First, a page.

The December 2020 issue of Health Affairs is the first-ever focused exclusively on the intersection of climate and health. It covers topics including the health sector’s contribution to carbon emissions and other forms of pollution, how communities are affected by and adapting to the changing climate, and policies to protect against further damage. Kristie Ebi, UW CHanGE, served as theme adviser of the issue.
With your generous donation, we can extend much-needed support to broaden student diversity within the Department of Global Health. Please consider making a gift to the Endowed Fellowship for Global Health Excellence, Equity and Impact. There is no deadline to take advantage of this chance to expand opportunities and education for students.
A global report and U.S. brief published in The Lancet show that further climate protections could save millions of lives.
Each year, The Lancet Countdown tracks more than 40 indicators on links between health and climate change. This year presents the most worrisom outlook to date as key trends worsen. The latest report finds that, with climate action, the lives of millions could be improved and saved.
How Widespread is Mask-Wearing in Washington? UW Study Aims to Find Out, Starting in King County (includes Judith Wasserheit and Brandon Guthrie)
By Sandi Doughton Seattle Times staff reporter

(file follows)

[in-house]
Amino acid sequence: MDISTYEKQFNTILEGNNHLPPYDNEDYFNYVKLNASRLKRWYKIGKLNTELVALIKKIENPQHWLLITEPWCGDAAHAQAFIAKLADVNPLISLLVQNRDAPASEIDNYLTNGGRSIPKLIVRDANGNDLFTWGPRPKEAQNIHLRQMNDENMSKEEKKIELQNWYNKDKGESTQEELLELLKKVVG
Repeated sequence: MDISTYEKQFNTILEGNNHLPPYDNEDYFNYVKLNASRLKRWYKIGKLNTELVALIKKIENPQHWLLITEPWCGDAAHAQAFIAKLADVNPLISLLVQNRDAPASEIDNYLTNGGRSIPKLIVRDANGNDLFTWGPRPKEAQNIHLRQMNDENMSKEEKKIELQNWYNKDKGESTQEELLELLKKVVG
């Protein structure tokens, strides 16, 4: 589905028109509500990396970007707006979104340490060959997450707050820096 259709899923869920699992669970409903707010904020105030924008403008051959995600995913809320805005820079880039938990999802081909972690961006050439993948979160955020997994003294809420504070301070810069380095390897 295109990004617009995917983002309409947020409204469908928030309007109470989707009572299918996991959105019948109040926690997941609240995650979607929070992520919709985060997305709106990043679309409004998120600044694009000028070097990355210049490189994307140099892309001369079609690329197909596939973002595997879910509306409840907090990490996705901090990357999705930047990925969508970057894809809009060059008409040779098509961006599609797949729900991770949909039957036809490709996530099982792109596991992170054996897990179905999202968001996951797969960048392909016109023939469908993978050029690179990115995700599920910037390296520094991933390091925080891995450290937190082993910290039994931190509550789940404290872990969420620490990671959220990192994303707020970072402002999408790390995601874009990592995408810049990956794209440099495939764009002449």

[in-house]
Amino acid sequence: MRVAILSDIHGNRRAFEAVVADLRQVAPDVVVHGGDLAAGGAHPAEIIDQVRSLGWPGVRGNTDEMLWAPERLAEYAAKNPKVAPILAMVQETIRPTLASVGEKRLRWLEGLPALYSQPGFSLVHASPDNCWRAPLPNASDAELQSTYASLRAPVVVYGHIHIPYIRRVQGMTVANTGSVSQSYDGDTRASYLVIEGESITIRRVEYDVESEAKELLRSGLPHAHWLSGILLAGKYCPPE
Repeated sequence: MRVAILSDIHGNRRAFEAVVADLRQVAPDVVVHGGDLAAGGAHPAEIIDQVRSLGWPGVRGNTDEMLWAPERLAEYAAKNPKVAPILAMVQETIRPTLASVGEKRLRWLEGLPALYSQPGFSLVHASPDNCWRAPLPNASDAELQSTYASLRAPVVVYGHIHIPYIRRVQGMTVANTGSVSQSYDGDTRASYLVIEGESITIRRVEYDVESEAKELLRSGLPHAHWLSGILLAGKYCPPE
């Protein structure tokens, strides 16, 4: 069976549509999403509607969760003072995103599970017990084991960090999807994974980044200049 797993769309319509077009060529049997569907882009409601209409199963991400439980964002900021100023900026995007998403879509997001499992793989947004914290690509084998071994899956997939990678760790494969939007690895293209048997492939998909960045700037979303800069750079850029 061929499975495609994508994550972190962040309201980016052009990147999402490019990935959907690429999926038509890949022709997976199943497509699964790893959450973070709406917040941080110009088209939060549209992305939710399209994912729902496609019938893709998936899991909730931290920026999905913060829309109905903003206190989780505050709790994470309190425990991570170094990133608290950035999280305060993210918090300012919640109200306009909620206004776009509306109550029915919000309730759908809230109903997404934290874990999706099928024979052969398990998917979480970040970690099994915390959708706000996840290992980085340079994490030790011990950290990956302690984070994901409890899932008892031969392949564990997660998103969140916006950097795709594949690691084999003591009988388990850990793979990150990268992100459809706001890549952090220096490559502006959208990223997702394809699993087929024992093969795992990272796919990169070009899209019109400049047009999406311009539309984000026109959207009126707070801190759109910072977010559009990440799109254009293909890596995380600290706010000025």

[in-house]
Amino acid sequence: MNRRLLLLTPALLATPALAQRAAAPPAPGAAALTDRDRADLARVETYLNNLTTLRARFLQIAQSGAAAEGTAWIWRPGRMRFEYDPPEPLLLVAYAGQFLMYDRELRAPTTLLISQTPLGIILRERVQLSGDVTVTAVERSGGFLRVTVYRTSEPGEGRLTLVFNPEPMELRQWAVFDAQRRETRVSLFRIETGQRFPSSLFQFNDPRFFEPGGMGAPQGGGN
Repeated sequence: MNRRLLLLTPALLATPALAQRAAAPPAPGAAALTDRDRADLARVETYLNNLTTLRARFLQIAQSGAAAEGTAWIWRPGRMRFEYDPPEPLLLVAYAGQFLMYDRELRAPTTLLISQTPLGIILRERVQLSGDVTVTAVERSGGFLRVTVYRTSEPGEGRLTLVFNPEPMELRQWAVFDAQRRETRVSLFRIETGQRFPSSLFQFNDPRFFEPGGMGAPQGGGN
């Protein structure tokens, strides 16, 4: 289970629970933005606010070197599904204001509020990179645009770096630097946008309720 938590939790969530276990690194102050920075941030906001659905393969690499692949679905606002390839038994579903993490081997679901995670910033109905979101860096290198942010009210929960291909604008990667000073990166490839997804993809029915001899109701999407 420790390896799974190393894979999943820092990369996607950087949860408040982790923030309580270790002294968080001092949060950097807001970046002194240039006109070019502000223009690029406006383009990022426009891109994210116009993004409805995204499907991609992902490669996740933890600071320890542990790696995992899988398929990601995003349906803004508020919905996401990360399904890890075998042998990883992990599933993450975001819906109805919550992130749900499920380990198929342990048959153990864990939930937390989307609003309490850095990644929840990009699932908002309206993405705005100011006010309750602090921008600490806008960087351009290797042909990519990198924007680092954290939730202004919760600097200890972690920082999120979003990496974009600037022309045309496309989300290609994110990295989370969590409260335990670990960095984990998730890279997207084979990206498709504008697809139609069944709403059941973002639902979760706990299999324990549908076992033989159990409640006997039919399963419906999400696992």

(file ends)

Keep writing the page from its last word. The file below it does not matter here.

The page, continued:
We’ve all noticed that fellow shopper at the grocery store with a mask snugged over his mouth — but not his nose. Maybe you’ve also got a neighbor who tugs her mask down to talk. Or perhaps you’ve detoured around groups of barefaced teenagers jostling each other in a park.
BY EMILY BOYNTON. Right as Rain, UW Medicine
Céline Gounder, MD, has been appointed to President-elect Joe Biden’s COVID-19 task force. She is a UW School of Medicine graduate and is among the first cohort of UW Global Health medical students; she helped initiate the UW SOM International Health Group, establishing what are now the Dept.
First-generation students are typically defined as first in their family to obtain a bachelor’s degree. Being a first generation student, who doesn't have a family history of higher education, takes courage and determination and is an identity to be proud of.
By Gina Kolata, NYTimes
A committee that advises the C.D.C.’s director is working on a plan to equitably distribute immunizations when they become available.